Ironically, this happens just as a perpetually expanding money supply driven by mass borrowing at interest has become an anachronism unsuited to the new economic reality of energy contraction. It also guarantees that any attempt to limit the financial sphere of the economy will face mass opposition, not only from financiers, but from millions of ordinary citizens whose dream of a comfortable retirement depends on the hope that financial investments will outperform the faltering economy of goods and services. Meanwhile, just as the economy most needs massive reinvestment in productive capacity to retool itself for the very different world defined by contracting energy supplies, investment money seeking higher returns flees the productive economy for the realm of abstract paper wealth.

Nor will this effect be countered, as suggested by the well-intentioned people mentioned toward the beginning of this essay, by a flood of investment money going into energy production and bringing the cost of energy back down. Producing energy takes energy, and thus is just as subject to rising energy costs as any other productive activity; even as the price of oil goes up, the costs of extracting it or making some substitute for it rise in tandem and make investments in oil production or replacement no more lucrative than any other part of the productive economy. Oil that has already been extracted from the ground may be a good investment, and financial paper speculating on the future price of oil will likely be an excellent one, but neither of these help increase the supply of oil, or any oil substitute, flowing into the economy.

One intriguing detail of this scenario is that it has already affected the first major oil producer to reach peak oil -- yes, that would be the United States. It's unlikely to be accidental that in the wake of its own 1972 production peak, the American economy has followed exactly this trajectory of massive disinvestment in the productive economy and massive expansion of the paper economy of finance. Plenty of other factors played a role in that process, no doubt, but I suspect that the unsteady but inexorable rise in energy costs over the last forty years or so may have had much more to do with the gutting of the American economy than most people suspect.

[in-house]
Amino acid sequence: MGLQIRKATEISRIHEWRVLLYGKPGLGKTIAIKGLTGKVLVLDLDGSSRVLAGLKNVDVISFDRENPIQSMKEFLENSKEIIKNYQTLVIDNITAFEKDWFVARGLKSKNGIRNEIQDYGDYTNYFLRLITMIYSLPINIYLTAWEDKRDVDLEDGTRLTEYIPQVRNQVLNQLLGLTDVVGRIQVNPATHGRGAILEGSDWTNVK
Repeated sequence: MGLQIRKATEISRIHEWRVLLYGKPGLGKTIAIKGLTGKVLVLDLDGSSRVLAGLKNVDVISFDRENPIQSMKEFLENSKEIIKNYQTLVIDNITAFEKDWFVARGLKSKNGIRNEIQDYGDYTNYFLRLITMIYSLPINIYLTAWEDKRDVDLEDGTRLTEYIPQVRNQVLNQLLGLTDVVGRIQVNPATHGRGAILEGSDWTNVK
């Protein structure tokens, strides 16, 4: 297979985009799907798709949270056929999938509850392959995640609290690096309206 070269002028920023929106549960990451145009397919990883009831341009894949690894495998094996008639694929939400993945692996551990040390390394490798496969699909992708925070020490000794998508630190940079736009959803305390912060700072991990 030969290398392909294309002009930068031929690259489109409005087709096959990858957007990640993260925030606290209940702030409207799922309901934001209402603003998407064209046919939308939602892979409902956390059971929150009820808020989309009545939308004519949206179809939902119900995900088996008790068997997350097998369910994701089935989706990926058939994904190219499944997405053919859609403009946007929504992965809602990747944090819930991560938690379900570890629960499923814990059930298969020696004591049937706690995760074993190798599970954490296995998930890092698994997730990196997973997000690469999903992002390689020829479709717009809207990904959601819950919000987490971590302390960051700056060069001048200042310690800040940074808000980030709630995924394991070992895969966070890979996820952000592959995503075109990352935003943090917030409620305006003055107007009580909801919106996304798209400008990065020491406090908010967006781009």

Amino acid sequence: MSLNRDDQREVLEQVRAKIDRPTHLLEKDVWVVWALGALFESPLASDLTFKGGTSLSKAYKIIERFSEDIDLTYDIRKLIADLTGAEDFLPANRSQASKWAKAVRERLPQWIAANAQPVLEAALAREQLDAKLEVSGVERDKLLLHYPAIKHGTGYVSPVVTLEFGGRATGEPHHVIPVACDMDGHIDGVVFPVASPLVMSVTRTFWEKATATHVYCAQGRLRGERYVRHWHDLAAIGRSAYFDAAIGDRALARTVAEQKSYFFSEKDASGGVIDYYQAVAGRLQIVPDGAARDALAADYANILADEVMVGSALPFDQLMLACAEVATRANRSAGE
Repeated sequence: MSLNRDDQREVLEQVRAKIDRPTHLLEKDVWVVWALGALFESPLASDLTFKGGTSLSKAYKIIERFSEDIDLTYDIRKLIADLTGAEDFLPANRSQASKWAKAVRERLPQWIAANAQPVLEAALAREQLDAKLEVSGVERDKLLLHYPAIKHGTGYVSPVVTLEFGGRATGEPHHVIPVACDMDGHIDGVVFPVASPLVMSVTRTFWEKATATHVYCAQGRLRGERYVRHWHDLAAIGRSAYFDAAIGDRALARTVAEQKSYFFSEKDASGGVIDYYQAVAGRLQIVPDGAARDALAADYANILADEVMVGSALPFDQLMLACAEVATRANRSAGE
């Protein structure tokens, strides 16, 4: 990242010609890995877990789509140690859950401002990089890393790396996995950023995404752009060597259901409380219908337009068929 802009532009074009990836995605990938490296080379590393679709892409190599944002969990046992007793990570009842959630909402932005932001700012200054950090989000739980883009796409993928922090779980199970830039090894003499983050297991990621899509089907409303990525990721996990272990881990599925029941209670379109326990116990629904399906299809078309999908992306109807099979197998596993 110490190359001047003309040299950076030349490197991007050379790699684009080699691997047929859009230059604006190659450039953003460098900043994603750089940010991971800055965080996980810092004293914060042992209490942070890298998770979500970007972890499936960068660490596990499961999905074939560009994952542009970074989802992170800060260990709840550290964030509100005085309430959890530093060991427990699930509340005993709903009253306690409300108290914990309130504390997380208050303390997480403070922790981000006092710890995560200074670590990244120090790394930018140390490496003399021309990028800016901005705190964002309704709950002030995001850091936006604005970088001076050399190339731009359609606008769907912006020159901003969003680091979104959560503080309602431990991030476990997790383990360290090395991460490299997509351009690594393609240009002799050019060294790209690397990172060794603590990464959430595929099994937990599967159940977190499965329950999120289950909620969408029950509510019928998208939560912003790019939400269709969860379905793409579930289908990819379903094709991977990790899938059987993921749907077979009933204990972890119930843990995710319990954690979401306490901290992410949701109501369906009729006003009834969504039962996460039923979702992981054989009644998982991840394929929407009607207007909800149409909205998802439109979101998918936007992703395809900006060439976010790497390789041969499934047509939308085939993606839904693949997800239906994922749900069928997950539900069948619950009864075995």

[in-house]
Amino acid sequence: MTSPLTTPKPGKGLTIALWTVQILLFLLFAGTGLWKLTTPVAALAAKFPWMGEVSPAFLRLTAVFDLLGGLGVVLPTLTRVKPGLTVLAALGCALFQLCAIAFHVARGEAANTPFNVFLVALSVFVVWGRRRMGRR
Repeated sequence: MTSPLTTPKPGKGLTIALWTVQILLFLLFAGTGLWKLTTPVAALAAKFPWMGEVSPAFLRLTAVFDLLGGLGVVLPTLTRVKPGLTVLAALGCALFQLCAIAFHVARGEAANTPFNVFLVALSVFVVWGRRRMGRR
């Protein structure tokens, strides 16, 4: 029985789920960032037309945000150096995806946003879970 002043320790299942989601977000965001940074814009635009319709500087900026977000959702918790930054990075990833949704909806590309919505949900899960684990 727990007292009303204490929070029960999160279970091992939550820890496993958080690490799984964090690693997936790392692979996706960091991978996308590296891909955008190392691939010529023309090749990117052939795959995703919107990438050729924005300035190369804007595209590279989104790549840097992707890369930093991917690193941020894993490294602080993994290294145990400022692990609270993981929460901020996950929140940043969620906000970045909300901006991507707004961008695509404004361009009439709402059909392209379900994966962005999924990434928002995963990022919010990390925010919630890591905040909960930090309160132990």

If this is correct, now that petroleum production has encountered the same limits globally that put it into a decline here in the United States, the same pattern of disinvestment in the production of goods and services coupled with metastatic expansion of the financial sector may show up on a much broader scale. There are limits to how far it can go, of course, not least because financiers and retirees alike are fond of consumer goods now and then, but those limits have not been reached yet, not by a long shot. It's all too easy to foresee a future in which industry, agriculture, and every other sector of the economy that produces goods and services suffer from chronic underinvestment, energy costs continue rising, and collapsing infrastructure becomes a dominant factor in daily life, while the Wall Street Journal (printed in Shanghai by then) announces the emergence of the first half dozen quadrillionaires in the derivatives-of-derivatives-of-derivatives market.